26/08/2015

Balancing Act (by Joanna Trollope)

I’ve enjoyed Joanna Trollope’s books since I first came across one of them about fifteen years ago. I’ve gradually collected most of them; some second-hand, some as gifts. So I was pleased to be given her most recent novel (published in 2014) for my birthday a few months ago.

‘Balancing Act’ is a novel about a family of strong-minded women. Susie, the matriarch, was brought up by her grandparents after being abandoned as a baby, and started her own company when she was young. Gifted artistically and with a good eye for business, she built up her company from a small local craft centre to an internationally known factory of British designed products. We learn this in the early chapters, along with - I felt - unnecessary descriptions of the factories and offices and where they were.

Susie has three grown up daughters: Cara, who has inherited her mother’s good business acumen; Ashley, who is more into publicity, and Grace, who is another artist. They all work for the family business, as does Cara’s husband Dan. But there are tensions evident from the start of the book. Dan and Cara want to expand faster than Susie is prepared for. Ashley, who is struggling with the tension between her job (which she loves) and her home and family (two small children, whom she also loves) wants to see more catalogues and more of a say in the running of the company. And Grace isn’t entirely sure what she wants other than a great deal of time and space to herself.

Then there’s Jasper, Susie’s husband, who looked after the home and raised his daughters with lots of affection and encouragement, while keeping up the facade of being part of a band. And Leo, perhaps my favourite character in the book, who is married to Ashley and works as a teacher, until he decides that they need to fire their eminently unsuitable nanny.

Each relationship is evidently simmering under low-key tension, and it doesn’t take much of a catalyst to lead to some outspoken confrontations. The catalyst is a delightful elderly hippy who invades Grace’s space, and makes cracks in Susie’s need for control over her life and family.

There isn’t much plot. It’s a character-based novel, and flits from person to person, home to home, without too much explanation, and with plenty left up to the reader’s imagination. While I felt that far too much background was given in the early chapters, some of it was important in seeing how the family dynamics worked, and why the various tensions happened as they did.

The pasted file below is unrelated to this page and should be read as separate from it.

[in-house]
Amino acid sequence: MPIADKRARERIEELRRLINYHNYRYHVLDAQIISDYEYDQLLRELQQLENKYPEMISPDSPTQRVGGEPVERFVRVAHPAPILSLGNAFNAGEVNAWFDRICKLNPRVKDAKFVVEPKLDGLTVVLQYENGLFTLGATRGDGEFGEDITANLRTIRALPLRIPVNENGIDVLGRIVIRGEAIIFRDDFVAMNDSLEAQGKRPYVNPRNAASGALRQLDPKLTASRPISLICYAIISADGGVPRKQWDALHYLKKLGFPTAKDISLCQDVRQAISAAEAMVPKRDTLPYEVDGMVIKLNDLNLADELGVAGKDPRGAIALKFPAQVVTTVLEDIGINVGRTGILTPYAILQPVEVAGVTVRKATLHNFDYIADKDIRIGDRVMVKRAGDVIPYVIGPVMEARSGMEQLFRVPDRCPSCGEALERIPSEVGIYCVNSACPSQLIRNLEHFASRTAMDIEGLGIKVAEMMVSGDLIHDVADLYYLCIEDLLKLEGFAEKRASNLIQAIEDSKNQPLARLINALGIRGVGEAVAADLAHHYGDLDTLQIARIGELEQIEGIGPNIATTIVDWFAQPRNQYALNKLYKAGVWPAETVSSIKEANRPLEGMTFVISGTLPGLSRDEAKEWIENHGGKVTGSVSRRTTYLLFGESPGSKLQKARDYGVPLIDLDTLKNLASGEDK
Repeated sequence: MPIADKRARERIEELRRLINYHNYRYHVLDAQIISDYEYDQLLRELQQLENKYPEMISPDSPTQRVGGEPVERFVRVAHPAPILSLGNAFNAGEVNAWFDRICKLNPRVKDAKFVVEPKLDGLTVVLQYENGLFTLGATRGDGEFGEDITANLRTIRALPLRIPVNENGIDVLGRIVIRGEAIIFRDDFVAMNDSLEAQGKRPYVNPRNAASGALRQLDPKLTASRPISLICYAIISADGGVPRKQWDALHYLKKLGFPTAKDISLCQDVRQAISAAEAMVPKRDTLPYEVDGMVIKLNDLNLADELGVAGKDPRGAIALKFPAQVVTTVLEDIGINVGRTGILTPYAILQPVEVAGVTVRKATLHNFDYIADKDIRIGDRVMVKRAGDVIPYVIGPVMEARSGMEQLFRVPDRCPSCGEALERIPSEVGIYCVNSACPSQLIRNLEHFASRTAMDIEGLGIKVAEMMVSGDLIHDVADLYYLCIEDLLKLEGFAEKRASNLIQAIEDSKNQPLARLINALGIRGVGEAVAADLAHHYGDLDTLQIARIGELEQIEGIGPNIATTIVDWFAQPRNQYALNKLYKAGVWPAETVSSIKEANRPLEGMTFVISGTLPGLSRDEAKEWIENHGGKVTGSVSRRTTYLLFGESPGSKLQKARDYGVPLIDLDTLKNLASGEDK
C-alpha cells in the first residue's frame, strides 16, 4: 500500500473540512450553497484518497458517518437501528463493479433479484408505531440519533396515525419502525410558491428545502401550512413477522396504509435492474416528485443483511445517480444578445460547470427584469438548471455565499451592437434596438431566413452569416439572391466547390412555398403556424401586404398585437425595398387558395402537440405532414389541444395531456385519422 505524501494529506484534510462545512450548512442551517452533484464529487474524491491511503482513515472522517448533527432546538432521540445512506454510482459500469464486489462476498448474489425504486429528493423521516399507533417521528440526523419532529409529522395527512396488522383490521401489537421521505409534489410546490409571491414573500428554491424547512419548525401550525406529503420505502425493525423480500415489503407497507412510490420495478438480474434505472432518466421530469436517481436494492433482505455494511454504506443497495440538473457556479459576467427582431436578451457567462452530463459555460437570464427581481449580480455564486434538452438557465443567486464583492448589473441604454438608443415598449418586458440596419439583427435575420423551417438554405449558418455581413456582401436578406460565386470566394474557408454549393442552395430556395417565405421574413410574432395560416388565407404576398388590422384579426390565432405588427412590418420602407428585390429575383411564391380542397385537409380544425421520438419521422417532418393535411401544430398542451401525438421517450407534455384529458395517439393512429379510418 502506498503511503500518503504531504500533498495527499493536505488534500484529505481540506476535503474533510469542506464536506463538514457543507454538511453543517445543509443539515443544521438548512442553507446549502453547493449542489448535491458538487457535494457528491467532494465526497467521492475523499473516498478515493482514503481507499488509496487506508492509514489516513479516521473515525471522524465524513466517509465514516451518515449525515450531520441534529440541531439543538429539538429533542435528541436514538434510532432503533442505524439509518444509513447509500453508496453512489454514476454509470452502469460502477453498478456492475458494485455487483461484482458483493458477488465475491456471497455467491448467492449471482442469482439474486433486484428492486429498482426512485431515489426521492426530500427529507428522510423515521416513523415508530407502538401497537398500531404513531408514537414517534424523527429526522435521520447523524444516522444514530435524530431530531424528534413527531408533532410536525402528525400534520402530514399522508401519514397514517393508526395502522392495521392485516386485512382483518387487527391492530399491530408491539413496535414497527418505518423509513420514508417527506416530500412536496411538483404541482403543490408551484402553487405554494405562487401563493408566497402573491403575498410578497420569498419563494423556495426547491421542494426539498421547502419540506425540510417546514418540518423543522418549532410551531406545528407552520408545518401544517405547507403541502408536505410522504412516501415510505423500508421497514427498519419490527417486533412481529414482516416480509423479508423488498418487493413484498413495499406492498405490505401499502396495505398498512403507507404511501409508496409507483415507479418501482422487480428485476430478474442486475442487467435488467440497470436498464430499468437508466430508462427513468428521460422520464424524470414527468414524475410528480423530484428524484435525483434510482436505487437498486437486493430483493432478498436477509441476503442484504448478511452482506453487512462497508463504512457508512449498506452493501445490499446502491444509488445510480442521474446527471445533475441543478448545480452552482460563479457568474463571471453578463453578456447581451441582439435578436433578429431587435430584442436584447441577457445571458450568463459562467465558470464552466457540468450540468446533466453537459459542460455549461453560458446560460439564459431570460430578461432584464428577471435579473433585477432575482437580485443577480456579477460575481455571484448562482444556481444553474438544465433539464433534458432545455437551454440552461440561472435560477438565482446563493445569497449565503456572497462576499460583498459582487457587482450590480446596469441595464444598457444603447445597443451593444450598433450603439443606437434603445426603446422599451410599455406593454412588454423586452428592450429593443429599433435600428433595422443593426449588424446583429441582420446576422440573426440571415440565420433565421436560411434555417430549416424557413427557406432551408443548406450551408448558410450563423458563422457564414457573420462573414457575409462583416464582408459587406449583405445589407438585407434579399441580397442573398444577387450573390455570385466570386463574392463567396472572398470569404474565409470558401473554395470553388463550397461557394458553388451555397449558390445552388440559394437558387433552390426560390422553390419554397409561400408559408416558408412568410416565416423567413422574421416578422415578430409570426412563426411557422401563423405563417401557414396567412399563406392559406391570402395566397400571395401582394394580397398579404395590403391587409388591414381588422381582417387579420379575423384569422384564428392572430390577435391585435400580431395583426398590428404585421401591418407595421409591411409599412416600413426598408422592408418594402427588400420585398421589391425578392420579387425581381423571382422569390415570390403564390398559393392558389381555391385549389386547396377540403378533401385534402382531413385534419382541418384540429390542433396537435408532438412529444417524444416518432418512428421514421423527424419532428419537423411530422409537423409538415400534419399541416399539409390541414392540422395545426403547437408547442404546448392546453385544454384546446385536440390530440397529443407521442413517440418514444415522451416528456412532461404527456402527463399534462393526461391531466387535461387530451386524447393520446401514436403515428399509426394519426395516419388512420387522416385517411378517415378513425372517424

My biggest problem with the book is that most of the characters seem rather flat, perhaps because none of them has a sole viewpoint and we rarely see inside anybody’s mind. I did like Leo; he seems to have more humanity than most of the others in the book, and I liked that this role was given to a man, with four women being the most focussed on business and earning money. But most of the men felt rather caricatured.

The other person I liked was three-year-old Maisie, Leo and Ashley’s daughter, who is going through a defiant stage but needs a great deal of love and understanding. She is perhaps the most realistic character in the book, and I enjoyed her scenes.

The writing, as always with Joanna Trollope, is very good. My only irritation was in one oft-repeated phrase. The first time somebody ‘let a beat fall’ before responding to some comment or question, I thought it a clever device. The second time I shook my head slightly, thinking that perhaps the author had forgotten that she had already used this phrase. By the eighth or ninth time, I was feeling annoyed that someone hadn’t proof-read it and removed the repeated phrase.

Still, that’s a minor quibble. On the whole I thought it a relaxing read; it’s undemanding, there’s nothing unpleasant that happens. Only one person uses bad language and he wasn’t supposed to be a nice person. There’s no real emotional depth to the novel, but nothing unpleasant about it either. The ending is encouraging.

Not recommended if you want a good plot, or indeed a story which reflects high drama, but if you enjoy light women’s reading, I think this would make good holiday reading.

Review by copyright 2015 Sue's Book Reviews

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